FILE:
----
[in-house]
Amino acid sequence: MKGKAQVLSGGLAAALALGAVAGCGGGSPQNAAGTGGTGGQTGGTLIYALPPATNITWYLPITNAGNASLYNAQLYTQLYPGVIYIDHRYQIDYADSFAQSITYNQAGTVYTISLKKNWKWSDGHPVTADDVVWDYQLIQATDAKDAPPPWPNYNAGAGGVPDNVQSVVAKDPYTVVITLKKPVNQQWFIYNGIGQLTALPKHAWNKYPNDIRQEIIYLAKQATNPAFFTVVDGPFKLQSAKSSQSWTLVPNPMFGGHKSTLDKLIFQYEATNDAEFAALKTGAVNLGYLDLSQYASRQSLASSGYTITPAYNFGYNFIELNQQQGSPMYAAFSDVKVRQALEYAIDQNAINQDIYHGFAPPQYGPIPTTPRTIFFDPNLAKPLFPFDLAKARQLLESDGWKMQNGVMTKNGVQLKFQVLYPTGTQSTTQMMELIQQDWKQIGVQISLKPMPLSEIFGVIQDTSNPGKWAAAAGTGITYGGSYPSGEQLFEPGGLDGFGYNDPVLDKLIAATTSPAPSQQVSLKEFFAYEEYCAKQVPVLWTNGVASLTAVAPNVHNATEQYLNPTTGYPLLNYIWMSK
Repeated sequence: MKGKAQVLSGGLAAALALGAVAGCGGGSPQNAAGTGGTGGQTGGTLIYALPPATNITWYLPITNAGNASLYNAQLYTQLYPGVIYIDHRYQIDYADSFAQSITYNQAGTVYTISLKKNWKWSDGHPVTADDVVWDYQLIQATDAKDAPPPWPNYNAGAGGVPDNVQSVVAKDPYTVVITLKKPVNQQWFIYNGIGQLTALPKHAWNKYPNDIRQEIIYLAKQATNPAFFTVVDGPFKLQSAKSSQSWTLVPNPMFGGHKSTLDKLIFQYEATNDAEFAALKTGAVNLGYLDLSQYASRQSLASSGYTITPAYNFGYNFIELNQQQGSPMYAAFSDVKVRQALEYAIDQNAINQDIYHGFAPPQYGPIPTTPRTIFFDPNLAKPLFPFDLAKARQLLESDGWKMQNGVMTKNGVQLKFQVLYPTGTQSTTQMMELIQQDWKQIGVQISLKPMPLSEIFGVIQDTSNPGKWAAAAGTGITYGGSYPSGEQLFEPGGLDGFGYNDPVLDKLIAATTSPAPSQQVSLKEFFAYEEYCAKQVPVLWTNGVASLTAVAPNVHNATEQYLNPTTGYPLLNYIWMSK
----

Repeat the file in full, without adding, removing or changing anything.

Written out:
[in-house]
Amino acid sequence: MKGKAQVLSGGLAAALALGAVAGCGGGSPQNAAGTGGTGGQTGGTLIYALPPATNITWYLPITNAGNASLYNAQLYTQLYPGVIYIDHRYQIDYADSFAQSITYNQAGTVYTISLKKNWKWSDGHPVTADDVVWDYQLIQATDAKDAPPPWPNYNAGAGGVPDNVQSVVAKDPYTVVITLKKPVNQQWFIYNGIGQLTALPKHAWNKYPNDIRQEIIYLAKQATNPAFFTVVDGPFKLQSAKSSQSWTLVPNPMFGGHKSTLDKLIFQYEATNDAEFAALKTGAVNLGYLDLSQYASRQSLASSGYTITPAYNFGYNFIELNQQQGSPMYAAFSDVKVRQALEYAIDQNAINQDIYHGFAPPQYGPIPTTPRTIFFDPNLAKPLFPFDLAKARQLLESDGWKMQNGVMTKNGVQLKFQVLYPTGTQSTTQMMELIQQDWKQIGVQISLKPMPLSEIFGVIQDTSNPGKWAAAAGTGITYGGSYPSGEQLFEPGGLDGFGYNDPVLDKLIAATTSPAPSQQVSLKEFFAYEEYCAKQVPVLWTNGVASLTAVAPNVHNATEQYLNPTTGYPLLNYIWMSK
Repeated sequence: MKGKAQVLSGGLAAALALGAVAGCGGGSPQNAAGTGGTGGQTGGTLIYALPPATNITWYLPITNAGNASLYNAQLYTQLYPGVIYIDHRYQIDYADSFAQSITYNQAGTVYTISLKKNWKWSDGHPVTADDVVWDYQLIQATDAKDAPPPWPNYNAGAGGVPDNVQSVVAKDPYTVVITLKKPVNQQWFIYNGIGQLTALPKHAWNKYPNDIRQEIIYLAKQATNPAFFTVVDGPFKLQSAKSSQSWTLVPNPMFGGHKSTLDKLIFQYEATNDAEFAALKTGAVNLGYLDLSQYASRQSLASSGYTITPAYNFGYNFIELNQQQGSPMYAAFSDVKVRQALEYAIDQNAINQDIYHGFAPPQYGPIPTTPRTIFFDPNLAKPLFPFDLAKARQLLESDGWKMQNGVMTKNGVQLKFQVLYPTGTQSTTQMMELIQQDWKQIGVQISLKPMPLSEIFGVIQDTSNPGKWAAAAGTGITYGGSYPSGEQLFEPGGLDGFGYNDPVLDKLIAATTSPAPSQQVSLKEFFAYEEYCAKQVPVLWTNGVASLTAVAPNVHNATEQYLNPTTGYPLLNYIWMSK